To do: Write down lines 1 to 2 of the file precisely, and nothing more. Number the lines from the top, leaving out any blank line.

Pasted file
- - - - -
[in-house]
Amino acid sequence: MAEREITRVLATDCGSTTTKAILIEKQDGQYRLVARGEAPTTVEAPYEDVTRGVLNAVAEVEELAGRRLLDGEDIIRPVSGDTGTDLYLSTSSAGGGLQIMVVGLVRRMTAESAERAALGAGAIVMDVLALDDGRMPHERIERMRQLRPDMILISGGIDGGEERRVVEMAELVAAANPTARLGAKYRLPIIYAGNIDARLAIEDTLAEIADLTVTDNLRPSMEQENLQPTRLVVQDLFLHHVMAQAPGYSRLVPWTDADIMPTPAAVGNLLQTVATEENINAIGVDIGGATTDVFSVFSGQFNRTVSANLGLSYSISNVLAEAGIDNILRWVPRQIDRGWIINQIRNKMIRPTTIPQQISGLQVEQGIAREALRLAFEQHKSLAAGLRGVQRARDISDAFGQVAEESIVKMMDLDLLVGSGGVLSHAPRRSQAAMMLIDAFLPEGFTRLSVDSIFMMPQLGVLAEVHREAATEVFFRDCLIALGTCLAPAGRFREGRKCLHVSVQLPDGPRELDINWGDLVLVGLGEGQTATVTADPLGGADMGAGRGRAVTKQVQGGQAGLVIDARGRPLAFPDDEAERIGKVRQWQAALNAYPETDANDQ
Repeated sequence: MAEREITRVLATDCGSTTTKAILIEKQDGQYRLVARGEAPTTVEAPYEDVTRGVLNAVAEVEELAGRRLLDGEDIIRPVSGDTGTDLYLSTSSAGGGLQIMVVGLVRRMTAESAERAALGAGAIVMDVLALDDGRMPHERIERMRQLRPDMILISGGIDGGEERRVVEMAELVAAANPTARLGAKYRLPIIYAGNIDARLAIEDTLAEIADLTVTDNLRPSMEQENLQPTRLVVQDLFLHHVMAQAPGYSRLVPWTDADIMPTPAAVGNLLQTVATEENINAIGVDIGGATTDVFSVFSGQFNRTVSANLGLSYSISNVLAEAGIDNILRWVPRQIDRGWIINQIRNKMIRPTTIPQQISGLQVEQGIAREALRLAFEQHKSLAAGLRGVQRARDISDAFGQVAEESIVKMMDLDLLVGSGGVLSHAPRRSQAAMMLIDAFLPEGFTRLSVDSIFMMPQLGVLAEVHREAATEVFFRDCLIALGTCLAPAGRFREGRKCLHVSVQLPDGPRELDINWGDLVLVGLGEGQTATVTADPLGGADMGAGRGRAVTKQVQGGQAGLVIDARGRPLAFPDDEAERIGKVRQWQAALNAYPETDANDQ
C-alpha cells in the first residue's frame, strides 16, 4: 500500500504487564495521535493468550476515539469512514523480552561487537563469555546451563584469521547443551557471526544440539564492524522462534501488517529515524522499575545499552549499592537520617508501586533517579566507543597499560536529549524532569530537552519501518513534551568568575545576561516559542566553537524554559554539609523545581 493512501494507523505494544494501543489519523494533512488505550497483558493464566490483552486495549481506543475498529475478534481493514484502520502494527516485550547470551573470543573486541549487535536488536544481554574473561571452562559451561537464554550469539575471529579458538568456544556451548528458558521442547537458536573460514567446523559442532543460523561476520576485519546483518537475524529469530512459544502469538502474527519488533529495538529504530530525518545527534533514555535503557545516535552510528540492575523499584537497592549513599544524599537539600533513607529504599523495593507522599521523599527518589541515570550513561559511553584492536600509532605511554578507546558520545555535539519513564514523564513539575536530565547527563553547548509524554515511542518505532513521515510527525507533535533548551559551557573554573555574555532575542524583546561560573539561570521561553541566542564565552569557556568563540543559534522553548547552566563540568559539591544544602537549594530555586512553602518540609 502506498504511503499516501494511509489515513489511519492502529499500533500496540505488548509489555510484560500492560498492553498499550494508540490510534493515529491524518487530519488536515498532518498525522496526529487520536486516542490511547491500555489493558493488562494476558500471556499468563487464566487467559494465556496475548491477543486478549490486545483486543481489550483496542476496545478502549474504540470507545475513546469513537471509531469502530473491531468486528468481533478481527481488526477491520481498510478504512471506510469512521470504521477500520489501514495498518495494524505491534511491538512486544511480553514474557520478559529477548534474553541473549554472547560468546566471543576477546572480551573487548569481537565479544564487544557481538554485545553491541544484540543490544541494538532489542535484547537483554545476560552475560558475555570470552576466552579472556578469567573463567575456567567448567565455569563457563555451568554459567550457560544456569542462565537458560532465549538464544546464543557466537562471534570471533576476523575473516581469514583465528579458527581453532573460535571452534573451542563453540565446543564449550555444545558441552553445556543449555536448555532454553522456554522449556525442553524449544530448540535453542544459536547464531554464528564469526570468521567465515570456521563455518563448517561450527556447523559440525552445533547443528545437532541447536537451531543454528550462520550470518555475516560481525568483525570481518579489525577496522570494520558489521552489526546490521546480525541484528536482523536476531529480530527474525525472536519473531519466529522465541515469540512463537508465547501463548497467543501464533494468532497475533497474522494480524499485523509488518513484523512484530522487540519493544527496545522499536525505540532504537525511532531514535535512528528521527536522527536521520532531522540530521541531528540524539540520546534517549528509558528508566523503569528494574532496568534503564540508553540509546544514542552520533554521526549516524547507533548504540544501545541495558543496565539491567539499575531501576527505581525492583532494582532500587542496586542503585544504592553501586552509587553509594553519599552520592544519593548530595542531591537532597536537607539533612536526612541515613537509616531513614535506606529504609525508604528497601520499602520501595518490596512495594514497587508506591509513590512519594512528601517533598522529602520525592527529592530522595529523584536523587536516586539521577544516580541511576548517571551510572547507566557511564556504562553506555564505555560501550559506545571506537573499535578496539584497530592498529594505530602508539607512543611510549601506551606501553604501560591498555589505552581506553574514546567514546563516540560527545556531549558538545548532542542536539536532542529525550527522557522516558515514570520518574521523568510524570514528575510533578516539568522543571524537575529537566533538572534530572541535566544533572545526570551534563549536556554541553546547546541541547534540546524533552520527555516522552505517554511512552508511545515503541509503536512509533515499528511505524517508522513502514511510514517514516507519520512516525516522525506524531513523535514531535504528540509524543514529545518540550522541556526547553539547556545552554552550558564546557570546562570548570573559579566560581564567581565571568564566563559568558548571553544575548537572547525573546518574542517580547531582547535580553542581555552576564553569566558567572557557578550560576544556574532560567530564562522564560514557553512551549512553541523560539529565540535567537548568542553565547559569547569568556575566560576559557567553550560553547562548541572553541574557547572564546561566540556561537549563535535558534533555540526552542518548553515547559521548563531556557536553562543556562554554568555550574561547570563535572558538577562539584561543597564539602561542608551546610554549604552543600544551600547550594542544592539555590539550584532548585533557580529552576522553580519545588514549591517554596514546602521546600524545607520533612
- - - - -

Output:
[in-house]
Amino acid sequence: MAEREITRVLATDCGSTTTKAILIEKQDGQYRLVARGEAPTTVEAPYEDVTRGVLNAVAEVEELAGRRLLDGEDIIRPVSGDTGTDLYLSTSSAGGGLQIMVVGLVRRMTAESAERAALGAGAIVMDVLALDDGRMPHERIERMRQLRPDMILISGGIDGGEERRVVEMAELVAAANPTARLGAKYRLPIIYAGNIDARLAIEDTLAEIADLTVTDNLRPSMEQENLQPTRLVVQDLFLHHVMAQAPGYSRLVPWTDADIMPTPAAVGNLLQTVATEENINAIGVDIGGATTDVFSVFSGQFNRTVSANLGLSYSISNVLAEAGIDNILRWVPRQIDRGWIINQIRNKMIRPTTIPQQISGLQVEQGIAREALRLAFEQHKSLAAGLRGVQRARDISDAFGQVAEESIVKMMDLDLLVGSGGVLSHAPRRSQAAMMLIDAFLPEGFTRLSVDSIFMMPQLGVLAEVHREAATEVFFRDCLIALGTCLAPAGRFREGRKCLHVSVQLPDGPRELDINWGDLVLVGLGEGQTATVTADPLGGADMGAGRGRAVTKQVQGGQAGLVIDARGRPLAFPDDEAERIGKVRQWQAALNAYPETDANDQ